Players around the world have been traversing the Kantō region once again (with an adorable Pokémon at their side) in the new Pokémon: Let’s Go, Pikachu! and Pokémon: Let’s Go, Eevee! since their release last week. As is the norm in the main series Pokémon games, you must choose which version you wish to play… Unless you plan to get both, in which case go for it – I won’t stop you!
Still, whether you want to carry around the series mascot, Pikachu, or the universally-loved Eevee, there are several variations between the games that might sway you one way or another. Allow us to walk you through those differences, helping you to make the right decision.
8. Pikachu: A Partner Pikachu
This is the most obvious difference between the two versions, but arguably the most important. With this version of the game, as you might have gathered, everyone’s favorite electric mouse is your partner throughout your adventures. You can catch wild Eevee and Pikachu in both games, so don’t stress too much, but they won’t be able to learn the exclusive moves that your partner Pokémon can (which we’ll talk about more below).
The cutest yellow fellow around will perch on your character’s shoulder as you explore. Your decision also affects your rival, Trace, as his partner Pokémon will be the opposite of yours. In Let’s Go, Pikachu! his partner will be Eevee and vice versa.
7. Eevee: A Partner Eevee
If you pick up Let’s Go, Eevee!, the fluffy Eevee will, of course, be your partner. It’s a fan favorite; with all the Eevee merch and fanart floating about, it’s no wonder this little cutie finally got a moment in the spotlight. Eevee may be a normal type, but with the special moves it can learn from Move Tutors, it sure can pack a punch!
It’s worth noting that your partner Pokémon in either game cannot evolve, so that might factor into your decision of which one to buy. If you remember The Battling Eevee Brothers episode of the anime, you’ll know that Eevee is more than wonderful without the need to evolve. We love you, Eevee!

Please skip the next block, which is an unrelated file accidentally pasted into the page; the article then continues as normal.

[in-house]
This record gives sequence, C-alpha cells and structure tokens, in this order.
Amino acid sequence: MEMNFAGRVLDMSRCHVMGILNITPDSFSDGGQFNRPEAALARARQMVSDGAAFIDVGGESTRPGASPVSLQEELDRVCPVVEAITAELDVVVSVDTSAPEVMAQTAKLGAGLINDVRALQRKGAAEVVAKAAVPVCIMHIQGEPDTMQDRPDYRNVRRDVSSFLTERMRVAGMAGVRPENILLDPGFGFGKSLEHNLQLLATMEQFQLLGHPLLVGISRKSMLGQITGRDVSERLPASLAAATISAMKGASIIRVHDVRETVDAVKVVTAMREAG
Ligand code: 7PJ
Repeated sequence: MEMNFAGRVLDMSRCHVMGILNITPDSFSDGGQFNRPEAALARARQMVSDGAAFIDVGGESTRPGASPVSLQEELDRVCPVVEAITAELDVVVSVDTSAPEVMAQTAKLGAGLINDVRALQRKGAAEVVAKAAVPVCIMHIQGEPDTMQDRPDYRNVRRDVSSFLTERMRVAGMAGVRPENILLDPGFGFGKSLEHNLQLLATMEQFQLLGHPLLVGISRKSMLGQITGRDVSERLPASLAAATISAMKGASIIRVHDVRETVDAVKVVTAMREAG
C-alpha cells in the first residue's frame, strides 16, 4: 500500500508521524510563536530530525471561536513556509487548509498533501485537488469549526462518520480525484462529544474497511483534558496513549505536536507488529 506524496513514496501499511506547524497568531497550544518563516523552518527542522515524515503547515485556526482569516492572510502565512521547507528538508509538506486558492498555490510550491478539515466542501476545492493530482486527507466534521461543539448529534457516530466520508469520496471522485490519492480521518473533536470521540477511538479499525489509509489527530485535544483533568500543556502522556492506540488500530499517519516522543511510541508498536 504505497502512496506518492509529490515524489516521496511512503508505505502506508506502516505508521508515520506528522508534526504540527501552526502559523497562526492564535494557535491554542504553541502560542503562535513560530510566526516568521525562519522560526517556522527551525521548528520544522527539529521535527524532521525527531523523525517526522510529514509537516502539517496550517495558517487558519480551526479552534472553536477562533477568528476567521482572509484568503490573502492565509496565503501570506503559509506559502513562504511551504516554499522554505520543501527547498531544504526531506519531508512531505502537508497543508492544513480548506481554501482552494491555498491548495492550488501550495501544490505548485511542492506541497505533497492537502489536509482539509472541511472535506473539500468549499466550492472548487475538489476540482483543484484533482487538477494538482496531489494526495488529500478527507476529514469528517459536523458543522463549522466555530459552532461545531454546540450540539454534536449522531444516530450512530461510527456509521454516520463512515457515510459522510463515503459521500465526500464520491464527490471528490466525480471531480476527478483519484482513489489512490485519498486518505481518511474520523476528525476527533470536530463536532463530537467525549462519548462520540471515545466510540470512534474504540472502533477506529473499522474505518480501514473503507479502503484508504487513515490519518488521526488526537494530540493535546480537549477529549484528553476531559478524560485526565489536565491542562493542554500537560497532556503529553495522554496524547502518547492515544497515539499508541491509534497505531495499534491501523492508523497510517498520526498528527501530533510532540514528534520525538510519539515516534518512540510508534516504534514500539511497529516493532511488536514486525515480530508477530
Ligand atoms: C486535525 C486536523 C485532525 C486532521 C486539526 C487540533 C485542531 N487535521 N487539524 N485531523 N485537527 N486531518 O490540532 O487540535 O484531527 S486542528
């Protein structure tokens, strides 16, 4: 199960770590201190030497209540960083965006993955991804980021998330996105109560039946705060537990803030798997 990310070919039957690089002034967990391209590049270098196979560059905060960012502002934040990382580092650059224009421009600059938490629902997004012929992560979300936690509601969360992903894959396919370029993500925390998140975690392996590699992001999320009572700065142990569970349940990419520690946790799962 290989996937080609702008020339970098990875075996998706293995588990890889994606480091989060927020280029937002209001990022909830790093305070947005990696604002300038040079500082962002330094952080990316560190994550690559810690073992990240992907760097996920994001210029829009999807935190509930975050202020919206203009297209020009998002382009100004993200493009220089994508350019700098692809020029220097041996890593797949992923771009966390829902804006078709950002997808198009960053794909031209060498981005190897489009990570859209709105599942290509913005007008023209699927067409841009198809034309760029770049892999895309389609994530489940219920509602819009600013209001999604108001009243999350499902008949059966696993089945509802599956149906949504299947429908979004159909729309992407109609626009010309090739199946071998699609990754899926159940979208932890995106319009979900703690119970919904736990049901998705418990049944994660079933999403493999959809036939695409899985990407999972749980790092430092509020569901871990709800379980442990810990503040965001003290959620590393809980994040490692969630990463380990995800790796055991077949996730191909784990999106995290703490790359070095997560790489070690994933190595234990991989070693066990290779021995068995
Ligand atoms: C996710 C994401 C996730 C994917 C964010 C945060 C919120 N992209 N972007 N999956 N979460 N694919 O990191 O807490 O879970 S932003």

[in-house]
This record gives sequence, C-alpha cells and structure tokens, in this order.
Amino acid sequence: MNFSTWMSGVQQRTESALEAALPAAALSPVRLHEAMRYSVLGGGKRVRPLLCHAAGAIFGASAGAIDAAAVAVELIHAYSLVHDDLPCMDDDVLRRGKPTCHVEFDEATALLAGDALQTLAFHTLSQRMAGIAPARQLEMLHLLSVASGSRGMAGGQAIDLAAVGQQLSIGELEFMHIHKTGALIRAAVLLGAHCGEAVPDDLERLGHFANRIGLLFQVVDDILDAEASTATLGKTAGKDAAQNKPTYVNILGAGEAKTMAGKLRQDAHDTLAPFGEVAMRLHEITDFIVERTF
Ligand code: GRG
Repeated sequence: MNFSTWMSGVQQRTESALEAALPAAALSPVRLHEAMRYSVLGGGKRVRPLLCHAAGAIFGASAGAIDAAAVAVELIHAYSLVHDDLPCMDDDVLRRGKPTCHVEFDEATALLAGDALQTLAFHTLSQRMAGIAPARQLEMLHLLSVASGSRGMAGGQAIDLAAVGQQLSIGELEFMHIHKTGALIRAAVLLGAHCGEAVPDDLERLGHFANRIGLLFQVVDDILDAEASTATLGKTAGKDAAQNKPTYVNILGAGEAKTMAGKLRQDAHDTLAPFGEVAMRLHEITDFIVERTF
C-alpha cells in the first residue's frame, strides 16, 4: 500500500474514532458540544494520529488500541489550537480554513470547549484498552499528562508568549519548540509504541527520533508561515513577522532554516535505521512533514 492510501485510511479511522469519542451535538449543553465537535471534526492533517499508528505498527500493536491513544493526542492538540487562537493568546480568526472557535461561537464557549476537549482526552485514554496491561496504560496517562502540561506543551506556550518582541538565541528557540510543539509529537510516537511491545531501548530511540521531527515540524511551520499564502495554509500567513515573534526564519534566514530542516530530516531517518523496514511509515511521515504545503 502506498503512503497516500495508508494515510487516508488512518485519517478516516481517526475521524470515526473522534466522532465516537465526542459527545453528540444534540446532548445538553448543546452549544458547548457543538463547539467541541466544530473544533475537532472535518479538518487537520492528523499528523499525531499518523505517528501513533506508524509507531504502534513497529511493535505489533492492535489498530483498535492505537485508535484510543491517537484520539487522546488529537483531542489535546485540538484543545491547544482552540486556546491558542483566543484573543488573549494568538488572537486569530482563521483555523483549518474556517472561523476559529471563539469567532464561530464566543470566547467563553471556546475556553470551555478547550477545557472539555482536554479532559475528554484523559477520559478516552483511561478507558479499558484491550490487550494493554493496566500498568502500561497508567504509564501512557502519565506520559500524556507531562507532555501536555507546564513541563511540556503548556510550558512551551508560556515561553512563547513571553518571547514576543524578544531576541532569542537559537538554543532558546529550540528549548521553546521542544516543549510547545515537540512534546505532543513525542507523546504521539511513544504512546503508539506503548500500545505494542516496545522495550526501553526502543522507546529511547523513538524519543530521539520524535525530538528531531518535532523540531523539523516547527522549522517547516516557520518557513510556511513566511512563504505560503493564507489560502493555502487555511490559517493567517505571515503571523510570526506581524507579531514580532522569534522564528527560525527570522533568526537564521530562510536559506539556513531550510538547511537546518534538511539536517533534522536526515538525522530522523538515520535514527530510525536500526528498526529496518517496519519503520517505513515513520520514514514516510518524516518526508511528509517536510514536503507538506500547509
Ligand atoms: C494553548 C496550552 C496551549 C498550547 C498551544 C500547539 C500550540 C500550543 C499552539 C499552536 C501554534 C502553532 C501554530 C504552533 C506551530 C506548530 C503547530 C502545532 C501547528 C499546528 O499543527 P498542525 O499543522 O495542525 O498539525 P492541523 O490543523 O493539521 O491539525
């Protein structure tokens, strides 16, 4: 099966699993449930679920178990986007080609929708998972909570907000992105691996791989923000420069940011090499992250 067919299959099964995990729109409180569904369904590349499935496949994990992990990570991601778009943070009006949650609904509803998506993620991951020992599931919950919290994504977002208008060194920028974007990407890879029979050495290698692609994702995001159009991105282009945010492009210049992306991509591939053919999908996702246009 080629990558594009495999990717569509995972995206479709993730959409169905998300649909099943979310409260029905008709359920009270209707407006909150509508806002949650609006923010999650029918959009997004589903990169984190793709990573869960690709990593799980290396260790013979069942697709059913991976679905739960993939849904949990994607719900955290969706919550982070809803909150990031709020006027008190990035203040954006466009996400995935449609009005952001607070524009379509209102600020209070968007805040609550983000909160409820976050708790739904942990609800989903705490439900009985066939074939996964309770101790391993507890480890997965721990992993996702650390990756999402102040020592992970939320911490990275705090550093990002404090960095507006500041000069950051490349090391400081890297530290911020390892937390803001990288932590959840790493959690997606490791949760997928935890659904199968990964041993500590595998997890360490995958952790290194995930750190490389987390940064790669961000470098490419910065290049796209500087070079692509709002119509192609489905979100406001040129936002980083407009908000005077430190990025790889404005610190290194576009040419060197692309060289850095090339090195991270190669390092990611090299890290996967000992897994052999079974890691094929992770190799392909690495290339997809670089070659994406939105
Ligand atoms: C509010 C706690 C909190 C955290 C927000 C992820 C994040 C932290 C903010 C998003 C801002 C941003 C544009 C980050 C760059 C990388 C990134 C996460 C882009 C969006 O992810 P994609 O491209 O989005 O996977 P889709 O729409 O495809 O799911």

6. Pikachu: Exclusive Moves
Your partner Pikachu can learn exclusive moves, which not even other wild Pikachu can learn: Zippy Zap, Splishy Splash, and Floaty Fall. These signature Pikachu moves are new to the series, making their debut in this game. With these catchy names, it’s not hard to figure out what they do: Splishy Splash is a powerful water move, and Floaty Fall is a flying-type move with the potential to make your target flinch.
Splishy Splash has a 30% chance of paralyzing the target, zapping them with electrically-charged water. Ouch! Pika Papow—another move that only your partner Pikachu can learn—is especially cute; the more Pikachu loves its trainer, the stronger the move is! That really is the power of love.
5. Eevee: Exclusive Moves
Move Tutors in Let’s Go, Eevee! can teach your furry friend eight different exclusive moves: Bouncy Bubble, Buzzy Buzz, Sizzly Slide, Glitzy Glow, Baddy Bad, Sappy Seed, Freezy Frost, and Sparkly Swirl.
All these moves deal damage to help take down your enemies, but some have extra effects such as Sparkly Swirl: a fairy-type move which cures your party of all status conditions, like paralysis and burns. Sappy Seed, a grass-type move, drains half of the target’s health and restores that amount to your Pokémon at the end of every turn.